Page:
Why Skip It: Tee is known for his explanatory rap style—a Twitter meme earlier this year poked fun at his penchant for name-dropping friends in his music and potentially implicating them in crimes—but Activated doesn’t have enough of that aspect. Grizzley’s energetic performance is laudable, but the ratio of trunk-rattlers to reflective tracks is a bit skewed toward the former. The real knock on Activated is the inexcusable double-appearance of Chris Brown on “Set the Record Straight” and “Fuck It Off.” The issue with Brown’s involvement goes beyond his problematic persona; the dude just doesn’t add anything to most of the tracks he hops on in 2018, and the exhaustingly played-out bars he provides (“Red pill, blue pill, we in the Matrix / Take it to the face, better do what I say, bitch”) make it hard not to smash the skip button.
John Mayer—“New Light”
What to Know: John Mayer’s debut album, Room for Squares, came out a week after Jay-Z’s The Blueprint, and while I admittedly don’t know as much about soft-rock culture as I do about hip-hop, The Blueprint came out approximately 37 rap generations ago, meaning John Mayer is officially an O.G. He has three no. 1 albums, three no. 2 albums, and from 2002 to 2006 dropped a string of the illest dorm-room-proclamation-of-love singles in human history. “New Light” is his first release since 2017’s The Search for Everything, which had a track called “Emoji of a Wave” and may or may not have been one of those U2-style “automatically beamed onto everyone’s iPhone” albums, considering the numbers it did (120K pure first-week sales!).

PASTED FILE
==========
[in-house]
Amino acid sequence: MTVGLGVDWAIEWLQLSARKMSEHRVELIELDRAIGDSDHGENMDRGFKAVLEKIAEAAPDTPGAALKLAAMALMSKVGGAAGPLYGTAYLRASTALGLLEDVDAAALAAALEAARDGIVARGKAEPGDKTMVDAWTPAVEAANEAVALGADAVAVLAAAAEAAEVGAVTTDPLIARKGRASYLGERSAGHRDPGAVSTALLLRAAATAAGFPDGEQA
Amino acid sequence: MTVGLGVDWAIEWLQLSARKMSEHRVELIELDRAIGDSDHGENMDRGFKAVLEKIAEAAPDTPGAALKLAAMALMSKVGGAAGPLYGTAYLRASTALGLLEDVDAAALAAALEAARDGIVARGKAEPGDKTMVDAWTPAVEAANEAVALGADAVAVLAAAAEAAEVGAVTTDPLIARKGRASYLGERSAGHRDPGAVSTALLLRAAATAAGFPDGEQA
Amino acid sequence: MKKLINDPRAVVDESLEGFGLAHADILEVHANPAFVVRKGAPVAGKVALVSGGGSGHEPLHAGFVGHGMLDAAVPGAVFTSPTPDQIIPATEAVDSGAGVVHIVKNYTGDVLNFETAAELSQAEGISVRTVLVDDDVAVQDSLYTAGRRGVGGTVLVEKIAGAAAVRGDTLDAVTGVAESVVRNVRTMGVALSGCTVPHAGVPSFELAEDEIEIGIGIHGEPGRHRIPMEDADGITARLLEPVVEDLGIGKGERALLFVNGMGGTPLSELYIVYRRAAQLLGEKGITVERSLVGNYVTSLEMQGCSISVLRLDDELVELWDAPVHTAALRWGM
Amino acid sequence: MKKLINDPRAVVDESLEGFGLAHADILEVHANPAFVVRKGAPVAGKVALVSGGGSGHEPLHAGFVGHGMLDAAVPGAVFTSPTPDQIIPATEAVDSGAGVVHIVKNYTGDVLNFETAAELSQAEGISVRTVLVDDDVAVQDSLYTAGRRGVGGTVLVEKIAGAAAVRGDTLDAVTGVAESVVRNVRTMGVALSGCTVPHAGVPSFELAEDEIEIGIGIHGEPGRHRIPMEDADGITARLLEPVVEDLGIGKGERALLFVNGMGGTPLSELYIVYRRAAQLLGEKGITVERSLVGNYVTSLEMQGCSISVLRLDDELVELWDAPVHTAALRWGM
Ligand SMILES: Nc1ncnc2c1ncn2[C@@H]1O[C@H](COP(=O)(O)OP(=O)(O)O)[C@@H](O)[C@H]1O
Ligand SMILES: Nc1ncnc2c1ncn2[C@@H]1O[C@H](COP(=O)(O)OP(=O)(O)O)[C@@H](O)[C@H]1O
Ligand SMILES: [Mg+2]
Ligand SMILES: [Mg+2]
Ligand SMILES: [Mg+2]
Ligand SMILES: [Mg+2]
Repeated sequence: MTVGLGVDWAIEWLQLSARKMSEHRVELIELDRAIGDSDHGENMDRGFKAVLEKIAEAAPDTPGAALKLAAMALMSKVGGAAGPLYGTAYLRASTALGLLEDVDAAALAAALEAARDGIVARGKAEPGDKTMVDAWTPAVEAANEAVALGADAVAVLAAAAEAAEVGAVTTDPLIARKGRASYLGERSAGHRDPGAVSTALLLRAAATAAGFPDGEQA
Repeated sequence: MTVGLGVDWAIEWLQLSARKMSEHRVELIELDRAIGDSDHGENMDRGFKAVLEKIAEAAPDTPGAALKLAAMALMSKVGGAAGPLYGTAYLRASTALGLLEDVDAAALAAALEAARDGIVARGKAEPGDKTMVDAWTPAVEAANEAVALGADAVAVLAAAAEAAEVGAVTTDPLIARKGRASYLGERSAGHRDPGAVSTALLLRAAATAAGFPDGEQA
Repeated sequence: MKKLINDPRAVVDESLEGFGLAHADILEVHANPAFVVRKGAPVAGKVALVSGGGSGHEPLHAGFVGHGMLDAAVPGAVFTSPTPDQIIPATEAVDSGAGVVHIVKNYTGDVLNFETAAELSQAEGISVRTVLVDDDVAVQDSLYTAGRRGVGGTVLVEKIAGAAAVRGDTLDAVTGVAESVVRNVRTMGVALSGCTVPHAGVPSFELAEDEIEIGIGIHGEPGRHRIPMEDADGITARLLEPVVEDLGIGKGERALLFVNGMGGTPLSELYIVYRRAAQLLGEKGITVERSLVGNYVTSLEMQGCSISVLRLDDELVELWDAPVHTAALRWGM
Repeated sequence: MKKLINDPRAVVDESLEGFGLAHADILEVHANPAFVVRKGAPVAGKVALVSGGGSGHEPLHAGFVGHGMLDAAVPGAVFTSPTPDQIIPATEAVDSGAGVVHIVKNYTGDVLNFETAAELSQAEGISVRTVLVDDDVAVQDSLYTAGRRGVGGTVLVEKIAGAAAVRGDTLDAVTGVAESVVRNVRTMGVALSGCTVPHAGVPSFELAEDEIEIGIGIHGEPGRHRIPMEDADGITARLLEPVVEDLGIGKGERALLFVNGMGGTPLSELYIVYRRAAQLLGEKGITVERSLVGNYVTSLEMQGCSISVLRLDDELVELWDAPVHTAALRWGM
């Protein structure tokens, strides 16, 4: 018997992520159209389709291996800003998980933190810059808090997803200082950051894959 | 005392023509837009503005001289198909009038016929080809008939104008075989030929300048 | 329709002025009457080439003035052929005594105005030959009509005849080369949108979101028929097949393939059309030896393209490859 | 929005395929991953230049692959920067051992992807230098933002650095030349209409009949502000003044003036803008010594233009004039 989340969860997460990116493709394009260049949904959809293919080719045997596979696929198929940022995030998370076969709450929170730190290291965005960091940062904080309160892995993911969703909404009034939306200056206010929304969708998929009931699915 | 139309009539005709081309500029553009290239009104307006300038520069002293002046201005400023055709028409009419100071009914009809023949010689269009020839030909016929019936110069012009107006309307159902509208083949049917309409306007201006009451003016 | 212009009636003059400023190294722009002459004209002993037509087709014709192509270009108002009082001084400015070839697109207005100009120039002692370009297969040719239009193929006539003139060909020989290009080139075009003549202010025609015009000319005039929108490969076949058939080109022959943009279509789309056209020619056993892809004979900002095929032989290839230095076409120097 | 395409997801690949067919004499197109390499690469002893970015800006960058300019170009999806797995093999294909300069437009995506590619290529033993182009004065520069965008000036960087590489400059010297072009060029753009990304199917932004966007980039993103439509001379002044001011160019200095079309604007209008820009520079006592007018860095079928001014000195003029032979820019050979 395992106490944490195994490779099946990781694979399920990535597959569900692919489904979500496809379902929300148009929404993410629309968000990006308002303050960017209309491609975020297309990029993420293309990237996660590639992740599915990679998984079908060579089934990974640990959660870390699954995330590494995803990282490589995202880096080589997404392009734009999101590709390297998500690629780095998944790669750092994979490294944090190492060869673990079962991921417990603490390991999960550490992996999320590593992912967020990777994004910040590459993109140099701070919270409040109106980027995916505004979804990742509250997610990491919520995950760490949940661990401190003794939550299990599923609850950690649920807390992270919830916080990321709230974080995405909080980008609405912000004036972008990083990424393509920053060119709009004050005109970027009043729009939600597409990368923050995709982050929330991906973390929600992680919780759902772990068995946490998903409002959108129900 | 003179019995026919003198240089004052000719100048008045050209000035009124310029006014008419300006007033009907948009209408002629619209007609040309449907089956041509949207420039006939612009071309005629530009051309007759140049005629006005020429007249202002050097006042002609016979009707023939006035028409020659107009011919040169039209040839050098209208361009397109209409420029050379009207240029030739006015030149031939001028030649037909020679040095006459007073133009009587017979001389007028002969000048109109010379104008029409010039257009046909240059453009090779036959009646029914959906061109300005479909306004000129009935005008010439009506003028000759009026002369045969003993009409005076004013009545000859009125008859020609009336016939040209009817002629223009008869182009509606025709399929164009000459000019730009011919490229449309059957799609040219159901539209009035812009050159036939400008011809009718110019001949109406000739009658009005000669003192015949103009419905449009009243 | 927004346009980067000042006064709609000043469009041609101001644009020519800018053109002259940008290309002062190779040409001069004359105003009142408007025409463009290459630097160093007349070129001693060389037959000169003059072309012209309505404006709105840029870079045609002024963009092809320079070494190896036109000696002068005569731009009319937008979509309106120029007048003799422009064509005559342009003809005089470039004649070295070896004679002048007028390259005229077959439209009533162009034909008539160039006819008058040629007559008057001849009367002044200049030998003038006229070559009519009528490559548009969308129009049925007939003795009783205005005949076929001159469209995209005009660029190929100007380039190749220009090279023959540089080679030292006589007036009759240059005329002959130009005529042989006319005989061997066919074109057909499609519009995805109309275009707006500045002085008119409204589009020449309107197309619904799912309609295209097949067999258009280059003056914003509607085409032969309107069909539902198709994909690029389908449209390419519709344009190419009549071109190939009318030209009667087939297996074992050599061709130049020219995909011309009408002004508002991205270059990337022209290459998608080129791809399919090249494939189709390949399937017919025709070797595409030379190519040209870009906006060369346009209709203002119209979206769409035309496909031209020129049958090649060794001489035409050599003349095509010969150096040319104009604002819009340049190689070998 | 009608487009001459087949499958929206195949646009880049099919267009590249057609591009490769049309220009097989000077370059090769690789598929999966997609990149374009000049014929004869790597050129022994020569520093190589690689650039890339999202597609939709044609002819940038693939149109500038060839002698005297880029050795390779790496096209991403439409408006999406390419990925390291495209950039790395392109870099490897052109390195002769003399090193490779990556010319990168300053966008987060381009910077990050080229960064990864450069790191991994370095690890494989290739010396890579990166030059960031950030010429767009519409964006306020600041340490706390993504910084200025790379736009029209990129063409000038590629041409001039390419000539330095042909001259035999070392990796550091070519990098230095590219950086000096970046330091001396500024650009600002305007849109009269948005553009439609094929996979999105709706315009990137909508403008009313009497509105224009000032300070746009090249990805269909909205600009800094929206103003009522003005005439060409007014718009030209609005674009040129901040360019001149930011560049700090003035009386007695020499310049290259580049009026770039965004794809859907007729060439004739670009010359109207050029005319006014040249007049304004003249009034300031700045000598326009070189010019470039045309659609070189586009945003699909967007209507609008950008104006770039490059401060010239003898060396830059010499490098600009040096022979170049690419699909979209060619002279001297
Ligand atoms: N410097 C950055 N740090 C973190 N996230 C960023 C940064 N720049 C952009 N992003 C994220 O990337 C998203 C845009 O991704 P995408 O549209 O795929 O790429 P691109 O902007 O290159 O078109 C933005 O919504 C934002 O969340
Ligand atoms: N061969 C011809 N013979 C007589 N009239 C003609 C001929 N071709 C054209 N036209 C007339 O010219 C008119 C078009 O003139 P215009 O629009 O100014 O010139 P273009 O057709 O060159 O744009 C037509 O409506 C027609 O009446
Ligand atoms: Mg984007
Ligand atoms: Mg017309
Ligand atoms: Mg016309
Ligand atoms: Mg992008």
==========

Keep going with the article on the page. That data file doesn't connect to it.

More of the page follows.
Why Stream It: “New Light” is produced by No I.D., the mastermind behind Jay-Z’s universally hailed and self-flagellating 4:44. There’s no Nina Simone sample on “New Light,” which is for the best; it’s more geared toward a cookout than a confessional, and if it resonates with aunts and uncles nationwide this summer, it’ll have found its calling.